Where is my user? Part 1, GeoIP

There are a a few techniques we can use to make our apps more “magical” for our end users – showing them things that we have reason to believe may be spatially relevant to them. The most reliable but least accurate of these techniques is the combination of a hidden GeoDjango battery with a free (as in beer) data set from MaxMind.

GeoDjango includes ctypes bindings against their GeoIP C API to give us an easier interface to the data. You’ll need to install the C API and download a copy of GeoLiteCity.dat.gz to your server and set up the correct paths as mentioned in the docs.

Once that’s done it’s very simple to interact with.

>>> from django.contrib.gis.utils.geoip import GeoIP
>>> GeoIP().city("amazon.com")
{'city': 'Seattle', 'region': 'WA', 'area_code': 206, 'longitude': -122.32839965820312, 'country_code3': 'USA', 'latitude': 47.60260009765625, 'postal_code': '98104', 'dma_code': 819, 'country_code': 'US', 'country_name': 'United States'}

For the ultimate in handiness I’ve turned it into a context processor. Context processors don’t always get the limelight they deserve, they’re insanely handy for things you want on EVERY view (well, every view you remember to use a RequestContext for) like MEDIA_URL. In our case, we’re going to add to every template’s context the location of our user.

And we’re going to do it with less than 10 lines of code (though a bit more for comments and spacing)

from django.contrib.gis.utils.geoip import GeoIP

def addgeoip(request):
    # check x-forwarded-for first in case there's a reverse proxy in front of the webserver
    if request.META.has_key('HTTP_X_FORWARDED_FOR'):
        ip = request.META['HTTP_X_FORWARDED_FOR']
    else:
        ip = request.META.get('REMOTE_ADDR', False)

    if ip:
        return {'geoip': GeoIP().city(ip)}
    else:
        return {}

If you have a moderate or greater traffic site, you probably run behind a reverse proxy like perlbal, nginx or Varnish – and your REMOTE_ADDR meta headers are incorrect as a result of this. You’ve seen it in your comments or other places that log IP address and probably heard of HTTP_X_FORWARDED_FOR. This HTTP header is set by these reverse proxies so we can see in our code who their client is. The first four lines here determine if we need to deal with this. NOTE: Django 1.3 includes a Reverse proxy middleware  that does what the first four lines of this context processor do if you enable it. Please note it’s security notice as it applies here – if you’re not behind a reverse proxy, listening to HTTP_X_FORWARDED_FOR will allow users to spoof their IPs.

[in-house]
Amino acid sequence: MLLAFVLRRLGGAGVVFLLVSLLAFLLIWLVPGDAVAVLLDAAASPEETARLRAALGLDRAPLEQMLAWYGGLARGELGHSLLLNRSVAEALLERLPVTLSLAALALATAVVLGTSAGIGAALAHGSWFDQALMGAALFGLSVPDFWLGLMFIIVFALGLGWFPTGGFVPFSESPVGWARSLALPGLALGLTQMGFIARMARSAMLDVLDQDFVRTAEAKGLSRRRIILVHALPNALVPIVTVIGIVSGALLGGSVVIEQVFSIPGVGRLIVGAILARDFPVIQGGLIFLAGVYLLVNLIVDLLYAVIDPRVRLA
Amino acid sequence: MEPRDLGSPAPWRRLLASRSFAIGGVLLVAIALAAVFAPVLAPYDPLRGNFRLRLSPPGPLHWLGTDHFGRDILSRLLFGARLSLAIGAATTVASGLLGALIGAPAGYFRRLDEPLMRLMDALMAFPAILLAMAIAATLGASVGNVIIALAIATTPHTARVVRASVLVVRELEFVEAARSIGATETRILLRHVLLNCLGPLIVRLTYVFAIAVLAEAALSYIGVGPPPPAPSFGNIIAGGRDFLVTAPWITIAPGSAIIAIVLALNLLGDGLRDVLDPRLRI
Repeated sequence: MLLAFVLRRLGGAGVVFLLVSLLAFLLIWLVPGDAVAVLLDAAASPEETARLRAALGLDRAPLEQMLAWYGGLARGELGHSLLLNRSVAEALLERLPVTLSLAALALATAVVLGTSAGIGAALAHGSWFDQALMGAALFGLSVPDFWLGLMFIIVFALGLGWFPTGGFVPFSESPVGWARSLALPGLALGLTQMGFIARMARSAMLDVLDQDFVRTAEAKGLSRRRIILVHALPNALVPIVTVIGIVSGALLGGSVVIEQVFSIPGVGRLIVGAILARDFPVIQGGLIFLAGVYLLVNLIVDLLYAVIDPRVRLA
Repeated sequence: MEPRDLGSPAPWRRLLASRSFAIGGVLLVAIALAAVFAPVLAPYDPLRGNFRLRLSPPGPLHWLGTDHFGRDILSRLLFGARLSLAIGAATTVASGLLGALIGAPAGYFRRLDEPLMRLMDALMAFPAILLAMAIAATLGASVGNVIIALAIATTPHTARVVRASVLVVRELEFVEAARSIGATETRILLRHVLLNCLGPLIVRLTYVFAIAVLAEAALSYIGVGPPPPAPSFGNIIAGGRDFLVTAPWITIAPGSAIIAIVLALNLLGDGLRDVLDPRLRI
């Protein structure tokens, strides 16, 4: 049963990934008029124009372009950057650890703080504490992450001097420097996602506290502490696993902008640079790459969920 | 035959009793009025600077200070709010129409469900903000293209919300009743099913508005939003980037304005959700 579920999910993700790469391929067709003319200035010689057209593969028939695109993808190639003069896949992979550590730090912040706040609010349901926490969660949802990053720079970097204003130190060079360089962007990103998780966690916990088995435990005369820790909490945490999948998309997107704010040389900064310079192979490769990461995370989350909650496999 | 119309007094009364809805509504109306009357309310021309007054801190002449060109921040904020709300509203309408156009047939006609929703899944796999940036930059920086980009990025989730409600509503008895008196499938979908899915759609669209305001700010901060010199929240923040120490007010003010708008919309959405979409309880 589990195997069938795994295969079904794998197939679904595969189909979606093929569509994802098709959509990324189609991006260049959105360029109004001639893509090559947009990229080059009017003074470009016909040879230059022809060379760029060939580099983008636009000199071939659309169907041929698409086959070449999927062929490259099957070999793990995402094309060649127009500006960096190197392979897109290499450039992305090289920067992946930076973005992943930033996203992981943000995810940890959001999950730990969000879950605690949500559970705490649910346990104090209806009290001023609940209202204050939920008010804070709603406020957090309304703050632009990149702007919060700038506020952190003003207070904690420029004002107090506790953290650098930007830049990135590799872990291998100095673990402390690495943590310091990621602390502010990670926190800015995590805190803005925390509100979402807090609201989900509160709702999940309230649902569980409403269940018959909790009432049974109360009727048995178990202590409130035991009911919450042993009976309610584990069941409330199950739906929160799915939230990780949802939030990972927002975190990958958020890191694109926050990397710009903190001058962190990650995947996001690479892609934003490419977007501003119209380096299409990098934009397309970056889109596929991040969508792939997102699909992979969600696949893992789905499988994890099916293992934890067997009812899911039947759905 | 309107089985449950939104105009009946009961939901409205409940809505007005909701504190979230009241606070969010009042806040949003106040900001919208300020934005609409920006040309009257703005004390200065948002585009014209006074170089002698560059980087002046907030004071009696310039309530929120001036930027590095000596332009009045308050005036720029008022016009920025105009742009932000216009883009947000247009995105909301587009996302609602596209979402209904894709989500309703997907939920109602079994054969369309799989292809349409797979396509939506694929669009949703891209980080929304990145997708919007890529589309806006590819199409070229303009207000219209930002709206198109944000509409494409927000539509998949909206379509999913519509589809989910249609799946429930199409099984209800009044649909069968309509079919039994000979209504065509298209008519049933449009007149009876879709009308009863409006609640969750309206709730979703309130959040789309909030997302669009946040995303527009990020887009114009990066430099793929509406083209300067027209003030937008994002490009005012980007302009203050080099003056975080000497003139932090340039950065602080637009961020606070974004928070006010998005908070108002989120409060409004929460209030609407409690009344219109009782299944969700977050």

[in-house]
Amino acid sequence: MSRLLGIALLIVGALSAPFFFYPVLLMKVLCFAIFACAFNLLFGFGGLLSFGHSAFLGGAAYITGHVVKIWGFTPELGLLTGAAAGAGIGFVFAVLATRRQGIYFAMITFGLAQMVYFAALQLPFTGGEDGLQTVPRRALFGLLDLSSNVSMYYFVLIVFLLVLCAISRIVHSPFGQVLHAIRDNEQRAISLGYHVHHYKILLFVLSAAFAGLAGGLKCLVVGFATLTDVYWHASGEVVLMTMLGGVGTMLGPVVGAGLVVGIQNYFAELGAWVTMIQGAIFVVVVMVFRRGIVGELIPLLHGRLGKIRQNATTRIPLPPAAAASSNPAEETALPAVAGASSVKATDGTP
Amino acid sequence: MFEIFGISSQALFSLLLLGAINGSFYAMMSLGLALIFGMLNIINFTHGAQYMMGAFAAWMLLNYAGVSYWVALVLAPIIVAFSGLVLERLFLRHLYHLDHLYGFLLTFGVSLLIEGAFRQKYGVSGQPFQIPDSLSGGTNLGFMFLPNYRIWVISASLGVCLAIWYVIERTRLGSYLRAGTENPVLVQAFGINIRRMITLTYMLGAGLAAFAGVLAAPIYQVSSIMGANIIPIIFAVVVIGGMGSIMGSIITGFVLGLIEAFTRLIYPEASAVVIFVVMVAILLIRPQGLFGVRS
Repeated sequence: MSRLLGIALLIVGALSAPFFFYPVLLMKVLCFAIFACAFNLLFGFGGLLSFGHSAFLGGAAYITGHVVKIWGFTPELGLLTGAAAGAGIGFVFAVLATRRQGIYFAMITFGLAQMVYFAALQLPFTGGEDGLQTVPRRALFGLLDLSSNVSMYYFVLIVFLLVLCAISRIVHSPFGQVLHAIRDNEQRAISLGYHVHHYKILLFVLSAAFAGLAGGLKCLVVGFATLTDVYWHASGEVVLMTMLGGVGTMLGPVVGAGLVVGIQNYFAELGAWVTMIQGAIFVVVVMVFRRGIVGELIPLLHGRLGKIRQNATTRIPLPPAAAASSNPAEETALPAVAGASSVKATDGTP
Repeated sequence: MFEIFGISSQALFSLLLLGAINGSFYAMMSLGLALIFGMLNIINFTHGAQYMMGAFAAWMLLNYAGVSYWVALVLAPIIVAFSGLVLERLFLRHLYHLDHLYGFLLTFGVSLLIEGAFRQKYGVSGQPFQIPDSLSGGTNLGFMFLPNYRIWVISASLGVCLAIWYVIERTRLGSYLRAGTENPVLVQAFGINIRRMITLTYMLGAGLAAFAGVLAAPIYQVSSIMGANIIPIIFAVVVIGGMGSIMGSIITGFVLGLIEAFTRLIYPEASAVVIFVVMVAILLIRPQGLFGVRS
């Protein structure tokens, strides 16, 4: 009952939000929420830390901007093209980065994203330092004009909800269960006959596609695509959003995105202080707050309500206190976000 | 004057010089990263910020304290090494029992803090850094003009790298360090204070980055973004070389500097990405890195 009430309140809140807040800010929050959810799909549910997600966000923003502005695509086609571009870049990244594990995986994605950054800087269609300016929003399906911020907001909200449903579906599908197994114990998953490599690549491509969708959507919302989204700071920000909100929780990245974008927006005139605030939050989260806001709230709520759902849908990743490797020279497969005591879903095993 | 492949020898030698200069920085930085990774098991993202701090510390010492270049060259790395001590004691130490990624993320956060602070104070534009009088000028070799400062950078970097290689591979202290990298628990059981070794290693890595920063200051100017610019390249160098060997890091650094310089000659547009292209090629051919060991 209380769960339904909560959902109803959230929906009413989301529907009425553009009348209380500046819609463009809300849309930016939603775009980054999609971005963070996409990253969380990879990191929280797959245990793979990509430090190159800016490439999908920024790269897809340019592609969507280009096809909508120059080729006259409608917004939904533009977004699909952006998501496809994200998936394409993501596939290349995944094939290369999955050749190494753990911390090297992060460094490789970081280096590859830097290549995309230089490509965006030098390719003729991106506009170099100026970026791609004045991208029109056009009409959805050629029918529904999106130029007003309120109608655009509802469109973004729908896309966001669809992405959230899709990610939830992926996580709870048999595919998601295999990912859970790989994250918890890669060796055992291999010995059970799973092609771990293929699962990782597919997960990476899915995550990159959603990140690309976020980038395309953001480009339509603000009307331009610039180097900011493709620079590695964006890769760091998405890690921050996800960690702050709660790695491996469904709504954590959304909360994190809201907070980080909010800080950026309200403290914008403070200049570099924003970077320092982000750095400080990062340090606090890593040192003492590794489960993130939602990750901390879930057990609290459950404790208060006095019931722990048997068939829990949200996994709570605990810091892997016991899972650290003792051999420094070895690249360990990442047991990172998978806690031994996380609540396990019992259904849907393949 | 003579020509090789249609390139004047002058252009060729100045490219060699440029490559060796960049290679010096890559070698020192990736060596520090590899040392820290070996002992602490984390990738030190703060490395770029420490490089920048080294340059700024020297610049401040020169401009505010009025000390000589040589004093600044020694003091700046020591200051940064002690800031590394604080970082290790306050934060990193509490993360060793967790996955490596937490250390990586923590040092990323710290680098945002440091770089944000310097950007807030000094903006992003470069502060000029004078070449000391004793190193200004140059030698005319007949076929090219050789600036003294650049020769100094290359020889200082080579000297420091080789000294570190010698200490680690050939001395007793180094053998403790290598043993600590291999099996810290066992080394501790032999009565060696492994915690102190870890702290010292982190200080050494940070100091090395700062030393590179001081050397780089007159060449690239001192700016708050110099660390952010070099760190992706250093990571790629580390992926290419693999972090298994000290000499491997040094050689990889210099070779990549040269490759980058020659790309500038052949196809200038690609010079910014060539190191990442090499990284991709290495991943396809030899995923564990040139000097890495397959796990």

Drop this code anywhere on your PYTHONPATH (in a utils.py or processors.py might be nice?) and set settings.TEMPLATE_CONTEXT_PROCESSORS to include it. But be careful you include the defaults too – you don’t want to wipe out the defaults so copy/paste to make sure you don’t miss any.

If you don’t want to add RequestContext to your view, or need it inside the view and not just the template, it’s a normal function – call it with your request object. If you’re not in a view, don’t use the processor and just call it normally (unless you want to go to the effort of mocking the request but that seems silly.)

So there we are – we know a decent amount of reasonably detailed info on our users’ location and can do pre-filtering of data.

If you want better accuracy, you can buy better data. But know that it’s never going to be perfect, the location they will have is the location the telecom provider says. The IP address info for my grandparents’ home is about 80 miles east, has been for years. My iPhone? Well, it says I’m in California but I’m actually in Kansas. So this method is a fall-back at best.

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